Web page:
Personally I go as far as to think it is not appropriate for me to be on Facebook at all. I understand others may disagree on this but it is essential that privacy issues are addressed robustly. It worries me that my wife is on Facebook and I have noticed that a friend of a friend is a pupil.

    This is not to say that all social media is inappropriate although a good VLE could do most of the job. I don't have this at my current school but I make good use, particularly for post-16, of a blog. Feedback can be given, importantly this is public. Uploaded documents can be linked to. I am also available by my school e-mail address (which is published on the school website). Any inappropriate contact from a pupil or parent would be immediately reported - though this has never happened.
     
  9. I think for any teacher it is always very wise to put their own reputation first. Speaking with pupils on Facebook has so much potential to go horribly wrong. If I recall correctly, the professional associations (I'm in NASUWT) advise teachers to stay clear of interacting with pupils on social media. In my school there is a clear policy, never, ever add a pupil on Facebook.


    I can see how if everything goes well then Facebook could be a good way of communicating but is it really worth putting your career on the line? I would say no, never.
     
  10. What an interesting discussion!
    I know my union is doing extensive research at present to improve the quality of advice it give to members.
    Hopefully things will be clearer soon.[​IMG]
     
  11. HE?
    Home Electricals?
    as in a department store?
    What one thing is different between the learners you <strike>claim to</strike> work with and those in primary and secondary education?

     
  12. DM

    DM New commenter

    I bet they appreciate that.
     
  13. bombaysapphire

    bombaysapphire Star commenter

    Those of us currently working in schools have had recent safe-guarding training. That is why we are anti communicating with students via social media.
     
  14. Nazard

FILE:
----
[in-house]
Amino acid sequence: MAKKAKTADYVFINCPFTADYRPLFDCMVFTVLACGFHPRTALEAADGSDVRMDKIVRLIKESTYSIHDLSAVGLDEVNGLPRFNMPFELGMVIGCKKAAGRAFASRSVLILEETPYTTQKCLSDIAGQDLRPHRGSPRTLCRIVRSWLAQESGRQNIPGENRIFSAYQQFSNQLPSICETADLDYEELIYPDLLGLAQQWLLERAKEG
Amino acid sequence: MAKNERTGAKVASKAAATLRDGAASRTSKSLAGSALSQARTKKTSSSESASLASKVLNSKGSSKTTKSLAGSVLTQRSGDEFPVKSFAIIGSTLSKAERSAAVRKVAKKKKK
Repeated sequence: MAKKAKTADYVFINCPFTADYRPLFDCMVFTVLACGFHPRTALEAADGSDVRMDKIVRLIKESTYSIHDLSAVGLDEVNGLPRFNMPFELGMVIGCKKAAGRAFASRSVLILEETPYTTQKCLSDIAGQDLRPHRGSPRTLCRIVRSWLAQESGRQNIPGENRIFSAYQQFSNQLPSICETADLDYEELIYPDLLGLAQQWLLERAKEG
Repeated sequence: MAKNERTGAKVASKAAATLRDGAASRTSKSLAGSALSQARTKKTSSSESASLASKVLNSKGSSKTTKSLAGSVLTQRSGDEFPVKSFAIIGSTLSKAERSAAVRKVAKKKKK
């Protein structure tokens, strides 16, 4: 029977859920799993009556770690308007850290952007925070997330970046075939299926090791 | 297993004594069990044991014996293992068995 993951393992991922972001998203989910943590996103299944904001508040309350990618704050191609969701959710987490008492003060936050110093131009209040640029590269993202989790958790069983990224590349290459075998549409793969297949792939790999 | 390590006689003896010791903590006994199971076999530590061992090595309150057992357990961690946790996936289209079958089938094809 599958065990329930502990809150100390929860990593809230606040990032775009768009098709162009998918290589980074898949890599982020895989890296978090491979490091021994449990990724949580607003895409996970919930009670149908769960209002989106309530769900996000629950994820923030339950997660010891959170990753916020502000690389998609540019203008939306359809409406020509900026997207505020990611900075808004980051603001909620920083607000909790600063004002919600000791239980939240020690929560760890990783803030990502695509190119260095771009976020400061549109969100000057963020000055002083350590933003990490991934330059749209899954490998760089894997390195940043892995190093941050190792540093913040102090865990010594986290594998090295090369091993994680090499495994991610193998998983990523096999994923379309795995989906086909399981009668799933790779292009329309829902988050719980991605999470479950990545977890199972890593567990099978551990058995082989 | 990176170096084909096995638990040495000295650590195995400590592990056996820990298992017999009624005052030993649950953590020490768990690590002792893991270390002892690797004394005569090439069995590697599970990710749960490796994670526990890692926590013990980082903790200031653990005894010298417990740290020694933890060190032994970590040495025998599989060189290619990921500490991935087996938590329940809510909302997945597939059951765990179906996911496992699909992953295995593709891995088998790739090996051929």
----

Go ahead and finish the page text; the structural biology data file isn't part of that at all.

Nazard New commenter

    I am afraid it <u>is</u> co-ordinated ... by local authorities. We have been told by the LA that we must not use Facebook with pupils. End of story.
    For dinosaurs like me who haven't ever Facebooked (?) this is really not a problem.
    The people who are potentially at risk, though, are trainee teachers, particularly youngsters (eg early 20s) who have grown up using social media. For them it is natural to "friend" everyone they meet and breaking this habit with school pupils, some of whom are only a few years younger than they are, may, in some cases, be difficult. I would hope that all HE institutions are warning trainee teachers about using FB with pupils.
     
  15. anon2799

    anon2799 New commenter

    Same in my LA Nazard. I think it's a sensible decision which protects staff (and pupils).
     
  16. I think this is pretty much across the board in schools, no Facebook adding. And yes, it's easy to see how it might be a problem for those who have grown up with Bebo/Facebook et al. From a personal point of view, it's simply not worth the risk. I'm even wary of using email.


    And besides, there seems to be something not quite right about the teacher being 'on call' outside of normal office hours. These days we are all being pressured to be available during lunch time/afterschool so evenings/weekends need to be protected from having to interact with pupils.